NTSB Identification: MIA02LA054.
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Accident occurred Saturday, January 26, 2002 in Immokalee, FL
Probable Cause Approval Date: 01/16/2003
Aircraft: Quitzau, Carl Vortex, registration: None
Injuries: 1 Fatal.
NTSB investigators may not have traveled in support of this investigation and used data provided by various sources to prepare this aircraft accident report.
The accident occurred during the third flight of the day, and according to a witness, before beginning the first flight of the day, the accident pilot installed the main rotor blades. The first flight lasted approximately 10 minutes. After landing, the accident pilot reported to the witness that he encountered, "stick shake" during the flight. The accident pilot adjusted the main rotor blades then departed on the second flight which lasted approximately 20 minutes. The witness reported that the accident pilot advised with words to the effect that during the second flight, the gyroplane was flying a little better. The accident pilot performed a slight adjustment to the main rotor blades and fueled the fuel tank to about 3/4 capacity. The flight then departed, returned, and when flying approximately 50 feet above ground level, at an estimated airspeed of between 55 and 60 mph; the pilot's feet were observed outside the cockpit. When the flight was near the witness' position, the gyroplane began a gradual yaw to the left. The gyroplane then rolled left to an inverted position, pitched nose down, and impacted the ground. The witness reported he did not hear a change in engine sound from the time the gyrocraft was flying near his position to the time the gyrocraft began yawing and he did not perceive an engine malfunction. The gyroplane was not registered with the Federal Aviation Administration (FAA), though the designer reported it should have been registered with the FAA. The gyroplane impacted a grassy area near the approach end of runway 36 between the runway and taxiway on a heading of 030 degrees, traveled 6 feet, and came to rest 180 degrees from the initial impact heading. Ground scars from both rotor blades were observed. Two of the three propeller blades were found separated, the third propeller blade remained secured. Examination of the gyroplane following recovery by the FAA inspector-in-charge (FAA-IIC) revealed evidence that the gyroplane impacted the ground with the nose; there was no evidence of preimpact mechanical failure. Examination of the flight controls revealed no evidence of preimpact failure or malfunction. The gyroplane had been operated for 3.3 hours since new at the time of the accident.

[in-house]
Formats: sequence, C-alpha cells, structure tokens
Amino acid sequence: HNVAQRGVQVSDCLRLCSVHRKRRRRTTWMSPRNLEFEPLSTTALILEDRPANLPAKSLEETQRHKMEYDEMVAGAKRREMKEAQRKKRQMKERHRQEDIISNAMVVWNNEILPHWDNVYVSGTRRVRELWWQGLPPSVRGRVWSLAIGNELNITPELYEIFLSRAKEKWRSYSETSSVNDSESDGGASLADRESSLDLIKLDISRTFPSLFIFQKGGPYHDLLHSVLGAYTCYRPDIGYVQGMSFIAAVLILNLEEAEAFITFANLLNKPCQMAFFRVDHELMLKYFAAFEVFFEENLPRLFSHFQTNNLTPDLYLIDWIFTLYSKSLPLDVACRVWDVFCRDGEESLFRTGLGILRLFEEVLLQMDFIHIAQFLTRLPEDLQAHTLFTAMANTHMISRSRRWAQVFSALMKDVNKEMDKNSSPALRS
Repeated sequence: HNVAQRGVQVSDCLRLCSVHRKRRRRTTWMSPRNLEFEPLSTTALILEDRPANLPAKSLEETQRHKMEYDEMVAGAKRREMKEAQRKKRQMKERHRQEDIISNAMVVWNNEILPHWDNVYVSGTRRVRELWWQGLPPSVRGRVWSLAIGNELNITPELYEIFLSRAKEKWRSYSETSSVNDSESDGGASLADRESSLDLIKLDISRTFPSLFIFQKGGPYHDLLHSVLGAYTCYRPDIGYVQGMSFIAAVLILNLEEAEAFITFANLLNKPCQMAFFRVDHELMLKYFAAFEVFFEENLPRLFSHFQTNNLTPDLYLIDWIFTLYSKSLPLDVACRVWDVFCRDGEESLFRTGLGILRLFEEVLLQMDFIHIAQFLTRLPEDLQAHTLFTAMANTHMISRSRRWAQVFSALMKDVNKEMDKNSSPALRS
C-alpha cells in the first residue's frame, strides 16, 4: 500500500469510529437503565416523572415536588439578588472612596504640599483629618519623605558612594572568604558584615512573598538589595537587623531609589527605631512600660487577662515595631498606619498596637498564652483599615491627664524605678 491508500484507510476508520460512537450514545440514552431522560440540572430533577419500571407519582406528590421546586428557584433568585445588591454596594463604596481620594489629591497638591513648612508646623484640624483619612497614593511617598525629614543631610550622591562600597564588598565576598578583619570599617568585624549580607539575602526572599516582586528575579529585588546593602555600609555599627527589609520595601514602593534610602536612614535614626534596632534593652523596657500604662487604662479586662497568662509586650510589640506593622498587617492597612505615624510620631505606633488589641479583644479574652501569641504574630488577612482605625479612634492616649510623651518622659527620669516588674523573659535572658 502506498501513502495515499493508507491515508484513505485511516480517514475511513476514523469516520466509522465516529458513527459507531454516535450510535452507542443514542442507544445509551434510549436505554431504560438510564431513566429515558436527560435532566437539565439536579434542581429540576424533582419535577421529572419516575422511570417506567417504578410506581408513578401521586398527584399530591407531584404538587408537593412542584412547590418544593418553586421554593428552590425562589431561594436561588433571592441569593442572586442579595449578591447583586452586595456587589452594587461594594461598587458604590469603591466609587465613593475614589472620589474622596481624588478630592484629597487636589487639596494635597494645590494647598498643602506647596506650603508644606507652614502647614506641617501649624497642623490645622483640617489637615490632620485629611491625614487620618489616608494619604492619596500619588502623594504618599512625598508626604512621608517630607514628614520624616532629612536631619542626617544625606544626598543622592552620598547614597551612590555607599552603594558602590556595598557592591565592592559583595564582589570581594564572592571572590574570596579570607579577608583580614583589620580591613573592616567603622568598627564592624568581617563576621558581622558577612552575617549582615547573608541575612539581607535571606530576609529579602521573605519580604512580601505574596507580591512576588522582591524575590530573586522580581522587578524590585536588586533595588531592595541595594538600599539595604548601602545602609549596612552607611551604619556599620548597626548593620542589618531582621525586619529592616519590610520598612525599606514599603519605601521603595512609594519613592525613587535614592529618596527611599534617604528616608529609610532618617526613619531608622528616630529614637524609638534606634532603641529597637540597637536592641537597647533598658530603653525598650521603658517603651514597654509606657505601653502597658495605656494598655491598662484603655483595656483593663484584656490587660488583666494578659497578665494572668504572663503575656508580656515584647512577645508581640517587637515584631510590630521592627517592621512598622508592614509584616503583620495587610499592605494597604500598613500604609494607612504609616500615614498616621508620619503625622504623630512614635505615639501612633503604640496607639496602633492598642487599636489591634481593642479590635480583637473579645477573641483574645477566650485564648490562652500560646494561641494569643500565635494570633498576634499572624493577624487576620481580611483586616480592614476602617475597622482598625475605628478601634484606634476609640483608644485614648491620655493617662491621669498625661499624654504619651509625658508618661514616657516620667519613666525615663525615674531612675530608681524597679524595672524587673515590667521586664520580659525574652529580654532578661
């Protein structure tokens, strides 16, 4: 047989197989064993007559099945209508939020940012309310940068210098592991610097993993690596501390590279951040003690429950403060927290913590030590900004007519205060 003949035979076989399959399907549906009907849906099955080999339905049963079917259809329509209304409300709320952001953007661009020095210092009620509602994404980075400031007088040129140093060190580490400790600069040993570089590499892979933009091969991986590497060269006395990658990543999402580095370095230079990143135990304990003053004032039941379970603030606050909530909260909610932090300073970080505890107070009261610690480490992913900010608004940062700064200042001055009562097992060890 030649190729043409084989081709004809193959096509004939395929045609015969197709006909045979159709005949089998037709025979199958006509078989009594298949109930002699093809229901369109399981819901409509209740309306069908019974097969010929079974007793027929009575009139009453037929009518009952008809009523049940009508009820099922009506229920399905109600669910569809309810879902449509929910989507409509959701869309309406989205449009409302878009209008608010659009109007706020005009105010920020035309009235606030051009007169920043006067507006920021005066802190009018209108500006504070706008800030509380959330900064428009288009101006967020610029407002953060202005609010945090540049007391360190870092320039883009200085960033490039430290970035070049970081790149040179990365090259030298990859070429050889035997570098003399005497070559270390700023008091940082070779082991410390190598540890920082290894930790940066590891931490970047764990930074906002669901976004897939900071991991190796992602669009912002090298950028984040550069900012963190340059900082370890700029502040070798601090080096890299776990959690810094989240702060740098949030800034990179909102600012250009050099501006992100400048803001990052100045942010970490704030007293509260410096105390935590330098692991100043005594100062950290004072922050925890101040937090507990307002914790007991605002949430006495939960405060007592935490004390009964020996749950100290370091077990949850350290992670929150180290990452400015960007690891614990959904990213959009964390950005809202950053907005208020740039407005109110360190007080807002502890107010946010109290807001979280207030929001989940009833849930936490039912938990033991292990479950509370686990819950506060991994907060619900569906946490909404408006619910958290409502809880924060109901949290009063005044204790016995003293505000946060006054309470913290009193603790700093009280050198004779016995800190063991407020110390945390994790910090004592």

The National Transportation Safety Board determines the probable cause(s) of this accident to be: The failure of the pilot to maintain directional control of the gyroplane resulting in the in-flight loss of control and subsequent in-flight collision with terrain. Full narrative available
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